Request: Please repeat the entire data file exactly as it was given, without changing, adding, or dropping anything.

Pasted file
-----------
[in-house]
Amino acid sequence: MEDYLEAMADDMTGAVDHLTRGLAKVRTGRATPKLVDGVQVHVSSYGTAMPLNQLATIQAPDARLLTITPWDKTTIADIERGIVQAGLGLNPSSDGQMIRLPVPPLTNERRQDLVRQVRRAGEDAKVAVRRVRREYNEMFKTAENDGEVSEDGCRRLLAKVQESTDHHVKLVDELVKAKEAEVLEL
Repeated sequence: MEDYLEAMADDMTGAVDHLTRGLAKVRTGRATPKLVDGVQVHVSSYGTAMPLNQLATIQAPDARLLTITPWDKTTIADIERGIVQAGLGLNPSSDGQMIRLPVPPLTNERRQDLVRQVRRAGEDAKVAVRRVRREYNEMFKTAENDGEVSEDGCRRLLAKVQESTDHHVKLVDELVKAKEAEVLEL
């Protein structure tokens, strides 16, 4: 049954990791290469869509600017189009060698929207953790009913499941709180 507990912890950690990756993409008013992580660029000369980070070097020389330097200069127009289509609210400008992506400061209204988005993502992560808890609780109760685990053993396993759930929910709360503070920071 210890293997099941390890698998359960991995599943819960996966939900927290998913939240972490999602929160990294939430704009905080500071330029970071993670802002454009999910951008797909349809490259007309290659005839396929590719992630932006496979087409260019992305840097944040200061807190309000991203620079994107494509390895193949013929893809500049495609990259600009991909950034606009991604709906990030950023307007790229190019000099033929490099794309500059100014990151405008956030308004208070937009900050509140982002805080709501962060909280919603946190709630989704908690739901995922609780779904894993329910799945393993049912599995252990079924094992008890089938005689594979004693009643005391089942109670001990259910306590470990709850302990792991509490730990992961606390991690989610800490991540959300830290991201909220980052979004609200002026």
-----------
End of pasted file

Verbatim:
[in-house]
Amino acid sequence: MEDYLEAMADDMTGAVDHLTRGLAKVRTGRATPKLVDGVQVHVSSYGTAMPLNQLATIQAPDARLLTITPWDKTTIADIERGIVQAGLGLNPSSDGQMIRLPVPPLTNERRQDLVRQVRRAGEDAKVAVRRVRREYNEMFKTAENDGEVSEDGCRRLLAKVQESTDHHVKLVDELVKAKEAEVLEL
Repeated sequence: MEDYLEAMADDMTGAVDHLTRGLAKVRTGRATPKLVDGVQVHVSSYGTAMPLNQLATIQAPDARLLTITPWDKTTIADIERGIVQAGLGLNPSSDGQMIRLPVPPLTNERRQDLVRQVRRAGEDAKVAVRRVRREYNEMFKTAENDGEVSEDGCRRLLAKVQESTDHHVKLVDELVKAKEAEVLEL
């Protein structure tokens, strides 16, 4: 049954990791290469869509600017189009060698929207953790009913499941709180 507990912890950690990756993409008013992580660029000369980070070097020389330097200069127009289509609210400008992506400061209204988005993502992560808890609780109760685990053993396993759930929910709360503070920071 210890293997099941390890698998359960991995599943819960996966939900927290998913939240972490999602929160990294939430704009905080500071330029970071993670802002454009999910951008797909349809490259007309290659005839396929590719992630932006496979087409260019992305840097944040200061807190309000991203620079994107494509390895193949013929893809500049495609990259600009991909950034606009991604709906990030950023307007790229190019000099033929490099794309500059100014990151405008956030308004208070937009900050509140982002805080709501962060909280919603946190709630989704908690739901995922609780779904894993329910799945393993049912599995252990079924094992008890089938005689594979004693009643005391089942109670001990259910306590470990709850302990792991509490730990992961606390991690989610800490991540959300830290991201909220980052979004609200002026």